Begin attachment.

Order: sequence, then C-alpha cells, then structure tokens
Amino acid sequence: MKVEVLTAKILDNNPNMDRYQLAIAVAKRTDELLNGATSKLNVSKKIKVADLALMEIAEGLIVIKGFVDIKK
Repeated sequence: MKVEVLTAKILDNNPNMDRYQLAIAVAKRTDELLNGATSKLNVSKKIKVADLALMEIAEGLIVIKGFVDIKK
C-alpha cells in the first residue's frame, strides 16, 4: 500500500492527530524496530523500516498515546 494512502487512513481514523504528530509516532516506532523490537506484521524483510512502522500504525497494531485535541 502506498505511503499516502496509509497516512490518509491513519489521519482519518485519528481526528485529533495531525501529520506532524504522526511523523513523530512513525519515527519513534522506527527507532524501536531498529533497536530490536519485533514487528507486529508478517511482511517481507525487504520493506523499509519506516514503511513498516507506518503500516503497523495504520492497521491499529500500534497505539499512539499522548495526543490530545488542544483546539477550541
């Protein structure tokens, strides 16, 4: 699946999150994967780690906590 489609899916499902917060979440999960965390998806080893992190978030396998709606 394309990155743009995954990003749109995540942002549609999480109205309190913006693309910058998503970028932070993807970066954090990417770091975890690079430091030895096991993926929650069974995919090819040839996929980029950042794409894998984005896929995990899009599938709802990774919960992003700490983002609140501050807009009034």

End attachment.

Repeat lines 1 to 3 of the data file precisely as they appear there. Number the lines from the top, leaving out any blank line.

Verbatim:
Order: sequence, then C-alpha cells, then structure tokens
Amino acid sequence: MKVEVLTAKILDNNPNMDRYQLAIAVAKRTDELLNGATSKLNVSKKIKVADLALMEIAEGLIVIKGFVDIKK
Repeated sequence: MKVEVLTAKILDNNPNMDRYQLAIAVAKRTDELLNGATSKLNVSKKIKVADLALMEIAEGLIVIKGFVDIKK